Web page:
The plastic packaging tax is likely to cause some challenges in the short term. This is why it's important to find ways to avoid the tax – one of which is by using reusable containers. 



Methods for Avoiding the Plastic Use Tax


So how can you avoid the increased cost associated with the plastic packaging tax and save your site money? In healthcare settings, the priority is always safety, infection prevention, keeping environments sterile and patients and staff safe. Oftentimes plastic has been a partner in this process. There are a few ways however to remain safe and sterile while also reducing your single-use plastic consumption and avoiding cost increases. Here are a few ways:
 

1. Switch to recycled or biodegradable packaging

Incorporate more recycled materials in the packaging you choose, such as supporting manufacturers who use paper or cardboard, or switch to compostable or biodegradable plastics.

Not only will this help you avoid the tax, but it will also be better for the environment. Partnering with a team specialising in eco-friendly medical packaging can help medical companies make the switch.

Use recycled plastic in your packaging. This includes using recycled materials such as PET or HDPE in your packaging. Recycled plastic can often be just as strong and durable as virgin plastic, but it costs less and helps to reduce waste.
 

2. Move to glass or metal packaging

Glass and metal are both 100% recyclable so companies can reuse them repeatedly. Options like these, that are plastic-free, will of course be exempt from the tax. However, this option may not be feasible for all organisations as glass is heavy and breakable while metal has its own drawbacks.
 

3. Use less packaging in general

Using smaller packaging or eliminating unnecessary packaging altogether is another step in the right direction. For example, many companies are now selling products in bulk, eliminating the need for packaging all together.

Unfortunately, this option is often not possible for healthcare facilities due to the need for sterile packaging. 



Avoid the Plastic Tax with Sharpsmart Reusable Sharps Containers


If you are looking for new ways to reduce your plastic footprint and avoid the UK Plastic Packaging Tax, Sharpsmart can help. We offer a wide range of reusable sharps containers, which are exempt from this tax.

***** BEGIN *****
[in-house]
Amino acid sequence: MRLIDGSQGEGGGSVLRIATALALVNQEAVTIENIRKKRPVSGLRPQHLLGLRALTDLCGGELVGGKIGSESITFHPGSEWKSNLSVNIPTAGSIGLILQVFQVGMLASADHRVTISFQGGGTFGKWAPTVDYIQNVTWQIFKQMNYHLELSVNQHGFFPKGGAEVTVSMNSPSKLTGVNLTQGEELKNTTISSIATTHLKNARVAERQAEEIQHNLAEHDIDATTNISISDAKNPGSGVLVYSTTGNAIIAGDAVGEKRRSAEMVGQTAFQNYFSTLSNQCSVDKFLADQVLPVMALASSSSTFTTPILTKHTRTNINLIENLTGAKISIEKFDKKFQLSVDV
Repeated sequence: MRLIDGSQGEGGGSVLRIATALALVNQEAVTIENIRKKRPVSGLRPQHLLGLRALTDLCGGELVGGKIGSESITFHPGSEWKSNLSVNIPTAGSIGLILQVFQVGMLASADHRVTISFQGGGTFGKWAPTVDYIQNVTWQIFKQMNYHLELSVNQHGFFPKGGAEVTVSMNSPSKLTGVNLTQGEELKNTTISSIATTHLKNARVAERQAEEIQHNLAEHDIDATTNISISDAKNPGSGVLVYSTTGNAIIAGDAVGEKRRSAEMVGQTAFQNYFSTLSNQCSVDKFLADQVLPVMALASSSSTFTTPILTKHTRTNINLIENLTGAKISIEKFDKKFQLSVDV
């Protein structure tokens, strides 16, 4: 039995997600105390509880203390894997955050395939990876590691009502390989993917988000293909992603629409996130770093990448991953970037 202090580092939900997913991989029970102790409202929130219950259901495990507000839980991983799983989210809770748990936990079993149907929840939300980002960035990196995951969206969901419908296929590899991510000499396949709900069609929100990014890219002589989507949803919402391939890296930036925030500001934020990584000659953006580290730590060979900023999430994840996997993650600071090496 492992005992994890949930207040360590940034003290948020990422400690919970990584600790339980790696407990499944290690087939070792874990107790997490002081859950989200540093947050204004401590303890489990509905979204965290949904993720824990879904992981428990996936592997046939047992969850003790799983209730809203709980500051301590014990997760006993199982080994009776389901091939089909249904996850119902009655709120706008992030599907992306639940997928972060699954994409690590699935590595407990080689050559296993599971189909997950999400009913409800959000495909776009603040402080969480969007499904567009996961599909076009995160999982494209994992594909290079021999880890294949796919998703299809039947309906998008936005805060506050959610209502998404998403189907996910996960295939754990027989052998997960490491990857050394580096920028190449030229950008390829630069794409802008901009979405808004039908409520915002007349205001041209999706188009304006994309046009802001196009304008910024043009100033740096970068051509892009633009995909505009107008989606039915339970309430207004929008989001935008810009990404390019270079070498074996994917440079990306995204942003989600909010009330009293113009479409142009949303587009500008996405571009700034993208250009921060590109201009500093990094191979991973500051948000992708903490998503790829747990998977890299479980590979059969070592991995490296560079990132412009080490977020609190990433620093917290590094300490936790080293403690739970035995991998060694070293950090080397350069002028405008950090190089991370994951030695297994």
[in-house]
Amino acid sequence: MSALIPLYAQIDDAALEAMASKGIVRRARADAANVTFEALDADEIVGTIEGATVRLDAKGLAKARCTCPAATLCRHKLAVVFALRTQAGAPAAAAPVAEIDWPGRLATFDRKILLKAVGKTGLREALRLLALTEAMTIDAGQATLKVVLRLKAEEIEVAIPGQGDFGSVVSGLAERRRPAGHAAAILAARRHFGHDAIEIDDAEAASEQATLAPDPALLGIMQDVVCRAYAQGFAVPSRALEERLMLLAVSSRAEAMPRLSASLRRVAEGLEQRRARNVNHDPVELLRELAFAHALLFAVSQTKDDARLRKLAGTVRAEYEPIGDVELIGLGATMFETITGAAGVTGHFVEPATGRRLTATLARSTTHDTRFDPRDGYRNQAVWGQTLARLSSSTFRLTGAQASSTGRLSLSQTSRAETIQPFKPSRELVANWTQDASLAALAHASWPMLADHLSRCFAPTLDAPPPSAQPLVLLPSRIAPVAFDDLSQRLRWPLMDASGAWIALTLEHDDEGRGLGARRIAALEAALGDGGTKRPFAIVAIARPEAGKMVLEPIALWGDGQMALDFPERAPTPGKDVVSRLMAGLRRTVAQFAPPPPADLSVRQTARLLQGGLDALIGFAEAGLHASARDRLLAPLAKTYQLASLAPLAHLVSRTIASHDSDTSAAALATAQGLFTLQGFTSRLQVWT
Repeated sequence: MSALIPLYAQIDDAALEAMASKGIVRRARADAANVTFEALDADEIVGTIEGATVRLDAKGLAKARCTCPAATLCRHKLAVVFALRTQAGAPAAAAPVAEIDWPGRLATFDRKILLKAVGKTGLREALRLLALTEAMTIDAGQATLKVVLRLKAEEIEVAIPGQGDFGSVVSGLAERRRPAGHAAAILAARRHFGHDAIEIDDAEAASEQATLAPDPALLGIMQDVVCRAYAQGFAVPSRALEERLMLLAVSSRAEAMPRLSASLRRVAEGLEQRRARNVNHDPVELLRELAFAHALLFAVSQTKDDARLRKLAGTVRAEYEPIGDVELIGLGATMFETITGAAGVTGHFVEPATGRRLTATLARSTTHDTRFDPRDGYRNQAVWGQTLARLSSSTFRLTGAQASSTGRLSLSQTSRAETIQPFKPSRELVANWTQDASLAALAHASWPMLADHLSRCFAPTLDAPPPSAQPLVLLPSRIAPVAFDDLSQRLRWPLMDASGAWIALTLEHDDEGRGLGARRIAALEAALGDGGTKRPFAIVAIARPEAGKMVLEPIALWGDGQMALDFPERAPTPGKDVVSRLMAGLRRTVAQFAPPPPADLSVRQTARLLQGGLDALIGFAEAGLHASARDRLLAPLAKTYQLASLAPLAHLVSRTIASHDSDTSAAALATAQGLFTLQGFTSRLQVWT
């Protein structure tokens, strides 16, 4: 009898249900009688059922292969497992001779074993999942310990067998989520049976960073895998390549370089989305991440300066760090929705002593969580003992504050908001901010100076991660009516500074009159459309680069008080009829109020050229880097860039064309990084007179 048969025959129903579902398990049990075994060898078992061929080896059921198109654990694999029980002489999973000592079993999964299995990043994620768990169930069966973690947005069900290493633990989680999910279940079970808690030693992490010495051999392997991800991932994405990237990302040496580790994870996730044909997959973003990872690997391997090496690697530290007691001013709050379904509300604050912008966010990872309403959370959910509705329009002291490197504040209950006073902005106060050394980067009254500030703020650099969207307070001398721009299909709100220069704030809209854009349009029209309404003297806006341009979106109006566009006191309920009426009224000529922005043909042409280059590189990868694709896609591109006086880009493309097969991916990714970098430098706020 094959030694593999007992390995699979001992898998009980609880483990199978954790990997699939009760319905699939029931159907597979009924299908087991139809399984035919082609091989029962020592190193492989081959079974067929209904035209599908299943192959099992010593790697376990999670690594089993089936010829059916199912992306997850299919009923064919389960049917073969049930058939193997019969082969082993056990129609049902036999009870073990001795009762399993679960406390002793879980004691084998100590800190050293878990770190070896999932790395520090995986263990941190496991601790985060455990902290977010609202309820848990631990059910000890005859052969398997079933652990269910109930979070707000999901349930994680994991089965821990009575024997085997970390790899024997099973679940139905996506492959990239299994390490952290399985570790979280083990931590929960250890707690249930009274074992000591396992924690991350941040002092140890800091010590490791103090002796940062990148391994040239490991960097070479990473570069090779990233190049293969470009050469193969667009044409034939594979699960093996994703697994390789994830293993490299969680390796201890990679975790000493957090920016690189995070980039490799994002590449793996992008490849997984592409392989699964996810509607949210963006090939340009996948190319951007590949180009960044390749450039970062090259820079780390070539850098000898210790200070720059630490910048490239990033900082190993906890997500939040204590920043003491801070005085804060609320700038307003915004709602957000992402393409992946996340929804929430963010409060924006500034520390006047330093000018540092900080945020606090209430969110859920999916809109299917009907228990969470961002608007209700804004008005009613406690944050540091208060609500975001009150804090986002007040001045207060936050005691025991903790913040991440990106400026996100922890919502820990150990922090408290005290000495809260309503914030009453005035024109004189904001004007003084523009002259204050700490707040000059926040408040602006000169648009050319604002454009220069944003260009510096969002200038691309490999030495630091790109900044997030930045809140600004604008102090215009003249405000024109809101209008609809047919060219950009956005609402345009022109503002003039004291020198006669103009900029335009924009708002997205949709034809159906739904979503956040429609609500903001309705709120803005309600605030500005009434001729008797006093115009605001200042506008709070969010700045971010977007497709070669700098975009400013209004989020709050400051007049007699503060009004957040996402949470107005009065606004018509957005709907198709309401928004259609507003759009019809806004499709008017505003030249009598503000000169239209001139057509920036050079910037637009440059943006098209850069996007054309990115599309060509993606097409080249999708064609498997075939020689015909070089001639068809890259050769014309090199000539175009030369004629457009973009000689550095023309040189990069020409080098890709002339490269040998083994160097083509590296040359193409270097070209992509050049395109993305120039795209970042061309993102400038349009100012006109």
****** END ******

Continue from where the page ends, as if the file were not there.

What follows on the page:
Traditionally, sharps containers were made of either cardboard or single-use plastic and were incinerated with the sharps inside them. Sharpsmart recognised that no one throws away their rubbish bin every time they remove the bag of rubbish from it. We thought the same could be done with sharps disposal. As a leader in sustainable packaging, Sharpsmart is committed to helping our customers find the best possible sharps disposal solutions for their waste. 

Not only are reusable containers more environmentally-friendly, but they’ll help you avoid additional cost increases triggered by the plastic packaging tax which may impact the amount of budget available that can be directed towards improvements in patient care. Additionally, we designed our sharps containers in a smarter way. While other containers haphazardly pile sharps inside, causing lots of wasted pockets of space and the need to dispose more often, our containers are designed to horizontally stack sharps, saving significant space. This efficient use of space reduces the amount of times the container needs replenishing which helps to reduce labour time, driving both cost and labour efficiency.

Our commitment is to help trusts and providers find innovative ways to remain safe, sustainable and cost-conscious. Contact us today to learn more about how we can help you avoid the plastic packaging tax.

 

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Laura Wakelam

Laura Wakelam

Chief Marketing Officer

Brand and Communications Curator of Sharpsmart global group of companies, Laura is a strong believer in cause-driven brand identity and honest storytelling